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Synopsis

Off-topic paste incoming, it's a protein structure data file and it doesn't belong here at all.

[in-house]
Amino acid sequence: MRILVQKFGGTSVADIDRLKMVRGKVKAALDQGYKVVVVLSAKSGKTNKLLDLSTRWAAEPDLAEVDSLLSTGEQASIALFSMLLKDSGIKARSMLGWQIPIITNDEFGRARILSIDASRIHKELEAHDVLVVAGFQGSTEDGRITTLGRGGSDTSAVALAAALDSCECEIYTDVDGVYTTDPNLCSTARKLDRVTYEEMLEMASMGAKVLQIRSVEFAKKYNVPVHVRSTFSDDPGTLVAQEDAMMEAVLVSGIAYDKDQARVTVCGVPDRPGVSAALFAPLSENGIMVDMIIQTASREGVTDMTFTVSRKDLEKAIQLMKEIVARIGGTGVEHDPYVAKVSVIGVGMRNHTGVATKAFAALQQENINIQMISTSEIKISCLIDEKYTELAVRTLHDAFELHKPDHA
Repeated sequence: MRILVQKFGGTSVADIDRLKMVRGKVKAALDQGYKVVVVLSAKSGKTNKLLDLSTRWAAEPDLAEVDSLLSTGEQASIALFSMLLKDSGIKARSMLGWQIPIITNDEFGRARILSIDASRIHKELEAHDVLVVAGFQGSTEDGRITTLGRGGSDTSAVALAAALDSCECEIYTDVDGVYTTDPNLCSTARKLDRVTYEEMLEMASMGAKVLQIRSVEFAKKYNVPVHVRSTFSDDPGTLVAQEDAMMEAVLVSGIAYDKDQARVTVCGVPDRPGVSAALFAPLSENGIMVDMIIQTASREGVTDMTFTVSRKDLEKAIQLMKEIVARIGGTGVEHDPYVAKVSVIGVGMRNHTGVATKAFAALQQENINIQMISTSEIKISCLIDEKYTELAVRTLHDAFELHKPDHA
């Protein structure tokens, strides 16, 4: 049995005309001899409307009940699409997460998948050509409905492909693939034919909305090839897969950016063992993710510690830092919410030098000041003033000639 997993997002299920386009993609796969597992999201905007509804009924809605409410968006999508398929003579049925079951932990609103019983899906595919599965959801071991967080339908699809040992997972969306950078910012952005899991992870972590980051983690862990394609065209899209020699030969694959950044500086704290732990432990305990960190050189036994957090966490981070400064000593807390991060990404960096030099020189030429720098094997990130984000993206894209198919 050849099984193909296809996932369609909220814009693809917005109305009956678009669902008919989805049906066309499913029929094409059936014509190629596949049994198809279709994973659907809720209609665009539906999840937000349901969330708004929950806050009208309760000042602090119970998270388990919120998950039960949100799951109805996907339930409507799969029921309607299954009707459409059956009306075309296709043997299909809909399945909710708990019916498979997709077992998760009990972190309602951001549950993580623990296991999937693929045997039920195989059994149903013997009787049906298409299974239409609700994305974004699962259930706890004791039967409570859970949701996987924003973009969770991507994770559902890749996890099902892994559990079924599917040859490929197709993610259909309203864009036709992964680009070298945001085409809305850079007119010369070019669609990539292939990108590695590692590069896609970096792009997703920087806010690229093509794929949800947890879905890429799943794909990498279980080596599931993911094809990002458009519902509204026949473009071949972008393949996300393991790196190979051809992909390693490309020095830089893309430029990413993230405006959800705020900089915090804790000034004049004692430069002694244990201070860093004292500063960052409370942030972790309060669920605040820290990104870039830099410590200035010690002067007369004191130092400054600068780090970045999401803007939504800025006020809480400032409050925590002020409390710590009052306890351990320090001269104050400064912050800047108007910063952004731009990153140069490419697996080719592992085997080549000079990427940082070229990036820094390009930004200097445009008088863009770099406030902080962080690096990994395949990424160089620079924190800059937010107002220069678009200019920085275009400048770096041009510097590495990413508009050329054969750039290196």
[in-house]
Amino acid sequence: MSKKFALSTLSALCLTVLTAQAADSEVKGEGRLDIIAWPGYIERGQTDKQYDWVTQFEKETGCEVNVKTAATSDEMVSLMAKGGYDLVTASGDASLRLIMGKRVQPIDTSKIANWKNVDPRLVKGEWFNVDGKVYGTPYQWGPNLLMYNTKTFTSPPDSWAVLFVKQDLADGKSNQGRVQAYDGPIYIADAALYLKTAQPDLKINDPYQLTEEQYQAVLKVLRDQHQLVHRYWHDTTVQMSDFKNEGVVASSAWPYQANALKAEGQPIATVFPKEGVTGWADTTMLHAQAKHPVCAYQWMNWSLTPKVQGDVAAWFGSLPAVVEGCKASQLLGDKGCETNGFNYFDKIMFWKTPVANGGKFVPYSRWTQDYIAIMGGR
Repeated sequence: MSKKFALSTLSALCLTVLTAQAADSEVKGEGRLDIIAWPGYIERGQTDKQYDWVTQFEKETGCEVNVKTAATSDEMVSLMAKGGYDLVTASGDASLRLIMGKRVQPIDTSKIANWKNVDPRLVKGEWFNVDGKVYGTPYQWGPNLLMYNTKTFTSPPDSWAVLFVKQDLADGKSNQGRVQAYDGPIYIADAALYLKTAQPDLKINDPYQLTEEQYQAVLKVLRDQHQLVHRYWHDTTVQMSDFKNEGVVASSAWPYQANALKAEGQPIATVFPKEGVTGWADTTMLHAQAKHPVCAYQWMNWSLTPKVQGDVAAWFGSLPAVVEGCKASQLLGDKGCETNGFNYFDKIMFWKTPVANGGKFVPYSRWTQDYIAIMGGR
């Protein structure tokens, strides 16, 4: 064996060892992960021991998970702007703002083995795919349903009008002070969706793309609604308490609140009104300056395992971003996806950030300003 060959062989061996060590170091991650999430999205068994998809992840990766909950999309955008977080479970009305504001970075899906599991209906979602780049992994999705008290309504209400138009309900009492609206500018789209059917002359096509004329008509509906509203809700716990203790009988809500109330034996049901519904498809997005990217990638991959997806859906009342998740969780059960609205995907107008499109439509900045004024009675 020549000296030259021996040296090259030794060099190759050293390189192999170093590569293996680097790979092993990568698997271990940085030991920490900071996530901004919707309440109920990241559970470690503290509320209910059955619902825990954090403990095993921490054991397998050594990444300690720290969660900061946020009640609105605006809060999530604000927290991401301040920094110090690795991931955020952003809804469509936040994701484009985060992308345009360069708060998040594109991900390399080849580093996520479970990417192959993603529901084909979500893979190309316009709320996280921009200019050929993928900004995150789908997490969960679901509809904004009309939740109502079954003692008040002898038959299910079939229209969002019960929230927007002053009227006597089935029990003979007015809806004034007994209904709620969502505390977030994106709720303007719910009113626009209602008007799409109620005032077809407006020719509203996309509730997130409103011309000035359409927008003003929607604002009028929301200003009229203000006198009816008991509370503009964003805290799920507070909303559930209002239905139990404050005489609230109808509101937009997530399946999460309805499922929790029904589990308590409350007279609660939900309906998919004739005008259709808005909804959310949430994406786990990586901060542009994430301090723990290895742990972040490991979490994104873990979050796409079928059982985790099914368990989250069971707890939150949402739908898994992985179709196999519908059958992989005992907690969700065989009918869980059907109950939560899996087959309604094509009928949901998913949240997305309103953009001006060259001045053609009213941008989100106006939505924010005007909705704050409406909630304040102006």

Before the 1970s, Maori existed in New Zealand literature as figures created by Pakeha writers. The Maori renaissance of the 1970s changed all that. Fiction writers led by Ihimaera and Grace challenged earlier stereotypes and inherited literary forms, creating a new body of writing that has redefined the Maori in literature. Until now no single comprehensive critical work has followed this evolution. Paola Della Valle’s landmark book sets that to right. From Silence to Voice portrays the early ‘silence’ of Maori in New Zealand literature – characterised in caricature by colonial writers, then in increasingly sympathetic portraits from the likes of Frank Sargeson, Janet Frame and Noel Hilliard – through to the new and challenging works presented by Maori writers themselves. In an academically brilliant yet easily read analysis, Della Valle also stresses important links with the literature and culture of Italy.

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